There are also unique challenges for cloud adoption and migration that exist in developing countries. 76% percent of businesses in Qatar are aware of cloud computing benefits, however, only 3% have made the transition. Many of these developing countries such as Qatar lack the required infrastructure to implement a successful cloud (PricewaterhouseCoopers). From insufficient storage infrastructure and broadband to a lack of legal systems and business models prepared to utilize cloud computing, developing countries face more challenges than developed countries. On top of these issues, there is also a shortage of labor with the necessary skills. When looking for a solution, many of these challenges could be counteracted with government guidance and support from developed countries (Ahmed). The World Bank and the International Finance Corporation (IFC) are investigating these types of challenges and investing in solutions that could help developing countries effectively implement the cloud more widely and also benefit from the innovations and economic growth that many developed countries have already experienced. 

Embracing a Cloud Environment

The systems engineering community has been slow to embrace cloud computing environments, primarily because of concerns about cybersecurity. However, many cloud computing environments are now providing support at high levels of classification using extensive security controls. Cloud services such as AWS GovCloud and those similar meet many government criteria and certifications, and are trusted by the most confidential branches of the government (“AWS GovCloud (US) - Amazon Web Services”).

The COVID-19 lockdown accelerated the move to a cloud environment. The lockdown that was meant to last two weeks ended up lasting two years for many businesses. In the face of adversity, industries turned to cloud computing to continue working from home. Because of the pandemic, Microsoft saw what should have been two years of digital transformation in just two months due to embracing cloud computing (Aggarwal, How The Pandemic Has Accelerated Cloud Adoption).

Because of this push toward cloud computing, the industry and the world were able to quickly see its benefits. However, now that the lockdown is over, what does that mean for cloud computing? How will the world continue to make advancements in cloud computing now that many are heading back into the office every day?

It is important to educate others on the benefits of cloud computing, which go well beyond remote work. There are so many reasons to continue the advancement of cloud computing as it aligns with the UN’s Sustainable Development Goals and could serve as the main contribution to sustaining the Systems Engineering industry.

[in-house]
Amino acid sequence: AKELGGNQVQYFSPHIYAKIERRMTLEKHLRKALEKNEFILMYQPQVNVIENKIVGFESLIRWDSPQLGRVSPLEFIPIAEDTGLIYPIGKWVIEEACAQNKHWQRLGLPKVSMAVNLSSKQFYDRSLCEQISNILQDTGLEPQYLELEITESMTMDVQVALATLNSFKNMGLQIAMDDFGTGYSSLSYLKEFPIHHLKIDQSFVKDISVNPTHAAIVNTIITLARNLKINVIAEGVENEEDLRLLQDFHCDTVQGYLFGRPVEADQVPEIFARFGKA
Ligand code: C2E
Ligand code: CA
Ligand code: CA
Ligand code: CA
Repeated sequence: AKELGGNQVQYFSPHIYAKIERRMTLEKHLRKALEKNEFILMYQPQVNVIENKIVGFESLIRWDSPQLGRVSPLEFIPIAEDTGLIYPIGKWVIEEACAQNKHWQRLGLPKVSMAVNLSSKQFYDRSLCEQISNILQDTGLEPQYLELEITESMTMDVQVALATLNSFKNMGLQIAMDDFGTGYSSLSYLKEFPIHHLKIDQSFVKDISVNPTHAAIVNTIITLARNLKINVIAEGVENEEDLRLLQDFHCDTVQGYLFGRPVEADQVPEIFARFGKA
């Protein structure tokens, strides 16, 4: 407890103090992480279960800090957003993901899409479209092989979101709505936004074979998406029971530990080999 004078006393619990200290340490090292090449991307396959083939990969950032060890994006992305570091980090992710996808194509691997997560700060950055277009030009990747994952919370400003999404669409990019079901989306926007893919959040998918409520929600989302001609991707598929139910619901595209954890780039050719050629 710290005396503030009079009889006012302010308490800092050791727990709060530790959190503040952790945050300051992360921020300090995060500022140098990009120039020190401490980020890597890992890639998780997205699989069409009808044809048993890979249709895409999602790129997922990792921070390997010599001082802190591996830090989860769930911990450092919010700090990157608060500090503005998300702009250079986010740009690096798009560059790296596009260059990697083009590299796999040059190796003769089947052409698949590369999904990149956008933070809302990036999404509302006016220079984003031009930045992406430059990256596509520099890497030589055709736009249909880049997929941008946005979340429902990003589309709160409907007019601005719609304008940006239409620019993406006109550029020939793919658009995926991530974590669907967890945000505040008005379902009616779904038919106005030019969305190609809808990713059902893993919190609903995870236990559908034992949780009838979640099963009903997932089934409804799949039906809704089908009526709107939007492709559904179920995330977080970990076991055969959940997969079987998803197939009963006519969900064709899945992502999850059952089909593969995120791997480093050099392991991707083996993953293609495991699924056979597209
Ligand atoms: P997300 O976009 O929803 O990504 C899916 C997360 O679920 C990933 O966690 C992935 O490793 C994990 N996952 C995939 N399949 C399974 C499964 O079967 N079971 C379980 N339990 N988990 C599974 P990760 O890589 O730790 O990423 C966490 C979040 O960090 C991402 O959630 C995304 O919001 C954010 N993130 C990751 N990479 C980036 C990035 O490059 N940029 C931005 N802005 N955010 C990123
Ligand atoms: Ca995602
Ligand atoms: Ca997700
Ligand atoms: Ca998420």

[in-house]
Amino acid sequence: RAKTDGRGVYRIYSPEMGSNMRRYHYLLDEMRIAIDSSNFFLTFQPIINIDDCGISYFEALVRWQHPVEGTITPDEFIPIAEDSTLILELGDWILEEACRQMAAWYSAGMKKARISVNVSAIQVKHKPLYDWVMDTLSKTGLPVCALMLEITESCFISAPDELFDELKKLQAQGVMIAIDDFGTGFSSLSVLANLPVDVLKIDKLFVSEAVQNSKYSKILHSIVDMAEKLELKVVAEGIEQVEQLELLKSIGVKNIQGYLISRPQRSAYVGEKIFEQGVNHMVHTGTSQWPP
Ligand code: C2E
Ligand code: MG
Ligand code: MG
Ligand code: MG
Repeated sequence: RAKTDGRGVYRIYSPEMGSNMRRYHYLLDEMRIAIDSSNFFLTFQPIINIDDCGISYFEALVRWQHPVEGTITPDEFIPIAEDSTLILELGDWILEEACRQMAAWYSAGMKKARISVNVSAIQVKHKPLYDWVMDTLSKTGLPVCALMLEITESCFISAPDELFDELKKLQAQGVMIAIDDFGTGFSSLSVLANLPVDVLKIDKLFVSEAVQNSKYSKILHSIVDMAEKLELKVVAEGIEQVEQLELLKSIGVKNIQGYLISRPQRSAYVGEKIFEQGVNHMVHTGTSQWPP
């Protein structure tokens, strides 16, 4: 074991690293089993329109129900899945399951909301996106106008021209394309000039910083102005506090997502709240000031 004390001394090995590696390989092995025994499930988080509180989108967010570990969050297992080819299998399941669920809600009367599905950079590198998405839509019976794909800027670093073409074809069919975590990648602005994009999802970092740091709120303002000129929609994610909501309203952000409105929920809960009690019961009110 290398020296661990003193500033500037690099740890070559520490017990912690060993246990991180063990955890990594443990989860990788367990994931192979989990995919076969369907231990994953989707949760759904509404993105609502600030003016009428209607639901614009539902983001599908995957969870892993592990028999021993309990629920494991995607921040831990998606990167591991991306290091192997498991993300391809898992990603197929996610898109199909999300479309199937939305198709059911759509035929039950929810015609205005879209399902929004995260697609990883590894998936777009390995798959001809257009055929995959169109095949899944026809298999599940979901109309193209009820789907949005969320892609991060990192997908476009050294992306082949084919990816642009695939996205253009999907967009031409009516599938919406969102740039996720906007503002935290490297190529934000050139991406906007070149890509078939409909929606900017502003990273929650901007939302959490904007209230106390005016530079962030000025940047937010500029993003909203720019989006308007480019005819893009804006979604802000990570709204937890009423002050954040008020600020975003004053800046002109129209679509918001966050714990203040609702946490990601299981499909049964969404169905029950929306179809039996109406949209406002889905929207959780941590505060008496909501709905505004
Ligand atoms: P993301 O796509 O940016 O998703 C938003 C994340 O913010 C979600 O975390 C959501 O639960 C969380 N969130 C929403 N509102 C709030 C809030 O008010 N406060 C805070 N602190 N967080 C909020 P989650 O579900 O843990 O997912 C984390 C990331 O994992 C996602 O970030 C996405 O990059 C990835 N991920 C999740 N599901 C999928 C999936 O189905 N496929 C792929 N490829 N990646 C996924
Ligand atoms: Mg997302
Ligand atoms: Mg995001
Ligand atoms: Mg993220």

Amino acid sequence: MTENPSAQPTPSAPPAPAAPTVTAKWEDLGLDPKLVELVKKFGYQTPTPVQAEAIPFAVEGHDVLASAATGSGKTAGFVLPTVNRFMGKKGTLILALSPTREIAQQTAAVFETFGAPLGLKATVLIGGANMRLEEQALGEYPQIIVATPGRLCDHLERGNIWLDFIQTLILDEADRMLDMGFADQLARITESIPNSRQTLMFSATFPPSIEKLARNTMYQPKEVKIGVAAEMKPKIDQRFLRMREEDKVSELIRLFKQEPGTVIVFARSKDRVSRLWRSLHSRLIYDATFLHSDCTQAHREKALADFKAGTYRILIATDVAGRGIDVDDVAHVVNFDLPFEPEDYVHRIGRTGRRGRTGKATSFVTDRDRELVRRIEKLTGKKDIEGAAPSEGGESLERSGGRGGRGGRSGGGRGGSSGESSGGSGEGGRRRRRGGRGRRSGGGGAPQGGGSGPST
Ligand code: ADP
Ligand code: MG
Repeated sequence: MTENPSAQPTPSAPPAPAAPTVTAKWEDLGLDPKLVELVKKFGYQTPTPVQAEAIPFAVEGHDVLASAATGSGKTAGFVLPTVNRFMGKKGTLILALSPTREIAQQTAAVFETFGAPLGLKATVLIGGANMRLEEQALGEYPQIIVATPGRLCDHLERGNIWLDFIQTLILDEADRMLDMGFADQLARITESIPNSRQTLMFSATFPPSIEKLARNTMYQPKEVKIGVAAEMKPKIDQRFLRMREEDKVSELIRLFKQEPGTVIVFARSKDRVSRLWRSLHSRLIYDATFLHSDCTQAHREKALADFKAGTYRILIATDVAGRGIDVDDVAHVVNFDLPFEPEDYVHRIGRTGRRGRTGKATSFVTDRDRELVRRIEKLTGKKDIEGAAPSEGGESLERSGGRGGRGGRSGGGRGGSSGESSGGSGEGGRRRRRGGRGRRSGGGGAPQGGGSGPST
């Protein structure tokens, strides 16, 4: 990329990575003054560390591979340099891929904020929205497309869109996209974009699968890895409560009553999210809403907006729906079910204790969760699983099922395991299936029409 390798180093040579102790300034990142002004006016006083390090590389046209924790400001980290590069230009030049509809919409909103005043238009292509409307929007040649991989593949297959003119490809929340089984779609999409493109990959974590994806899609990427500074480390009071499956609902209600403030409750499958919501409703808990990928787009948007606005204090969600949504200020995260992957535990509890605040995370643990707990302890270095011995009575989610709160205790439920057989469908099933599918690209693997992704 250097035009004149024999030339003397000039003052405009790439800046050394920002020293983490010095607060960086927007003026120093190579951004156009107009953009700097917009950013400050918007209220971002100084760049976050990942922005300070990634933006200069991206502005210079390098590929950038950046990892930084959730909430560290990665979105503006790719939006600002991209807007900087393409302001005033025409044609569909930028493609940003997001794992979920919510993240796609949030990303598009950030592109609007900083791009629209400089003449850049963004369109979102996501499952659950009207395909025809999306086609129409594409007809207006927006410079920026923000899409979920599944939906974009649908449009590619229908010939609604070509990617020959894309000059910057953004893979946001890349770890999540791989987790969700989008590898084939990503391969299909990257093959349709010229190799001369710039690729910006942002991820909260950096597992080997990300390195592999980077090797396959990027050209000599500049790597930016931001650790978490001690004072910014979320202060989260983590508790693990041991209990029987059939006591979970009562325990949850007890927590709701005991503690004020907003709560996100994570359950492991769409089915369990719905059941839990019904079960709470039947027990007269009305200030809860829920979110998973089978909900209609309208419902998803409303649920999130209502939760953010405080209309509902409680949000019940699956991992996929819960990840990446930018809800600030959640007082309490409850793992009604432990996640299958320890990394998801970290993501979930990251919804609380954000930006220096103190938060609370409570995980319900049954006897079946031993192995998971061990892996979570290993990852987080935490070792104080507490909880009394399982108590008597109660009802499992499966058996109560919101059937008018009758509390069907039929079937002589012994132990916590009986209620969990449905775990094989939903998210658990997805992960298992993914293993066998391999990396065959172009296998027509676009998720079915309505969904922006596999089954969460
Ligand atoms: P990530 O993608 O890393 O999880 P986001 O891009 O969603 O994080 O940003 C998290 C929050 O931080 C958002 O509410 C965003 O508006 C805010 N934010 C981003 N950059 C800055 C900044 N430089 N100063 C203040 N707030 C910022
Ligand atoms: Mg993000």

Innoslate as the Cloud Solution

Innoslate is a cloud-native solution built in 2012. The Model-Based Systems Engineering tool provides a seamless solution by integrating Requirements Management, Verification & Validation, Test & Evaluation, Modeling & Simulation, and more. Through its user-friendly interface and many resources, Innoslate allows engineers and non-engineers alike to collaborate on projects from anywhere at any time. Teams can simultaneously work together in real time, share files, chat, and much more.

Innoslate has proven to be sustainable, reducing the waste of precious resources through its cloud computing capabilities. Using Innoslate, anyone can complete their project tasks from home, following many of the Sustainable Development Goals. Businesses that utilize Innoslate are able to reduce office space and overall emissions due to less people coming into the office and parents are provided equal opportunities by working from home with children. When companies can control their system end-to-end, this creates many great work opportunities for so many new people. People experience equal opportunities through Innoslate's cloud computing capability, without the stress of health concerns, commuting, and much more.


To meet the 17 Sustainable Development Goals, the systems engineering community needs to adopt and support cloud computing. Cloud computing has already been proven to provide Industry, Innovation, and Infrastructure; Decent Work and Economic Growth; Reduced Inequalities; Gender Equality; Quality Education; and Responsible Consumption and Production. By fully embracing and advancing it, there’s no telling the other ways it can improve sustainability. Moving forward, the systems engineering community needs to encourage each other to adopt cloud computing, and use cloud computing software and other recent technologies to reach Vision 2035.